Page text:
As we begin the 16th year of the Iraq war, the American public must come to terms with the scale of the violence and chaos we have unleashed in Iraq. Only then may we find the political will to bring this horrific cycle of violence to an end, to replace war with diplomacy and hostility with friendship, as we have begun to do with Iran and as the people of North and South Korea are trying to do to avoid meeting a similar fate to that of Iraq.
I have just (belatedly) read David Hare’s highly praised, ‘provocative’ 2004 history play about events leading up to the invasion of Iraq, ‘Stuff Happens’. It contains verbatim public statements made by Bush, Blair and other leading characters’ real life counterparts but Hare has stated that for the behind the scenes conversations he used his imagination, which is entirely acceptable as […]
The encirclement of Raqqa and the re-conquest of Mosul will mean absolutely nothing if the causes of Daesh’s initial success are not addressed. It starts with the West’s mission civilisatrice as the cover story for unbounded colonial domination, and it straddles the methodical, inexorable, slow motion American destruction of Iraq.
No help was provided for desperate city civilians, tapped in harm’s way. In months of fighting, likely thousands were massacred, countless others injured, hundreds of thousands displaced – by indiscriminate US terror-bombing and ground artillery fire.
Western media are complicit by silence with rare exceptions. On March 23, London’s Independent cited local media sources, saying Thursday airstrikes on Mosul caused “230” civilian deaths.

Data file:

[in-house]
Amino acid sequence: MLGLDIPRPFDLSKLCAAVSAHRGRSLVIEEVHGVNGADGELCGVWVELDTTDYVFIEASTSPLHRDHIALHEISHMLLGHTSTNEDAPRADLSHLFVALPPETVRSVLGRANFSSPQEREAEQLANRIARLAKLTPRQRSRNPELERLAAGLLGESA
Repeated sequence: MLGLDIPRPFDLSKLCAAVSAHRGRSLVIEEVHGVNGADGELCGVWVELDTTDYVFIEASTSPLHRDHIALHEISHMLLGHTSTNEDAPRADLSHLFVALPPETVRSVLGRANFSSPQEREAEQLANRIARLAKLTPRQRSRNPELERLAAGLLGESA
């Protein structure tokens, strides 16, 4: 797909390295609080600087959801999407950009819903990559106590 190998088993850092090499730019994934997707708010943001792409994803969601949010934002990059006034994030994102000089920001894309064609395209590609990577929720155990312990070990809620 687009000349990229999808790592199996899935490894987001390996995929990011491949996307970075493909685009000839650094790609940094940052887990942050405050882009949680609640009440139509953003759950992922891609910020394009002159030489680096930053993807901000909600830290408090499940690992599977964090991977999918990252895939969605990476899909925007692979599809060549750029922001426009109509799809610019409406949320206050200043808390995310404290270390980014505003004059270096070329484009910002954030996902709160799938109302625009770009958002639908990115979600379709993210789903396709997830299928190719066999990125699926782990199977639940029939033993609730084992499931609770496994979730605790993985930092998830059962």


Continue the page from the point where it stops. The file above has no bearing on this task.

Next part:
The wars in Syria and Iraq celebrated the unfortunate end of the “free and independent press” and the rise of the “neo-analysts”. They sit in far-off lands, with no ground knowledge of the war, collecting information and analysing the colourful bin of social networking sites.
They have even the temerity to believe they can dictate to the US administration what measures should be taken, who to support and, as if they had mastered the “art of war”, they even push for a nuclear war with Russia.
The attack on Iraq, the attack on Libya, the attack on Syria happened because the leader in each of these countries was not a puppet of the West. The human rights record of a Saddam or a Gaddafi was irrelevant. They did not obey orders and surrender control of their country.
Last week, seven years after the Iraq Inquiry was set up, Sir John Chilcot finally delivered his long-awaited report. Although it stopped short of declaring the Iraq war illegal, and although it failed to examine the real motives for war, the report was not quite the whitewash that had been feared by peace campaigners. Lindsey German, convenor of the Stop […]
After seven years, the Chilcot report has delivered a damning verdict on Tony Blair’s role in the war on Iraq, but British Prime Ministers playing a destructive role in Iraq is a centuries old practice.
From Iraq to The Brexit Referendum: Tony Blair’s Toxic Legacy. Yes, He Should Stand Trial for War Crimes
Anthony Charles Lynton Blair currently back in Britain, cast a dark shadow over those campaigning to stay in the European Union in the 23rd June referendum. Inflicting himself on the Britain Stronger in Europe group, he spoke at every opportunity – reminding even the most passionate Europhile of the last time he assured: “I know I’m right” – Iraq.
One hundred years ago this week, a secret deal was concluded between Britain and France that plunged the Middle East into a century of bloodshed. Two colonial negotiators, Mark Sykes and François Georges-Picot, agreed to carve up the Middle East between their respective countries in order to secure European control of the failing Ottoman Empire at the end of the First World War.
Obama’s global drone assassination campaign, a remarkable innovation in global terrorism, exhibits the same patterns. By most accounts, it is generating terrorists more rapidly than it is murdering those suspected of someday intending to harm us — an impressive contribution by a constitutional lawyer on the 800th anniversary of Magna Carta, which established the basis for the principle of presumption of innocence that is the foundation of civilized law.
Thousands of young people who sought refuge in Britain as unaccompanied child asylum seekers have since been deported to war torn countries that are in part controlled by Islamic State, the Taliban or other repressive regimes, a Home Office minister has admitted.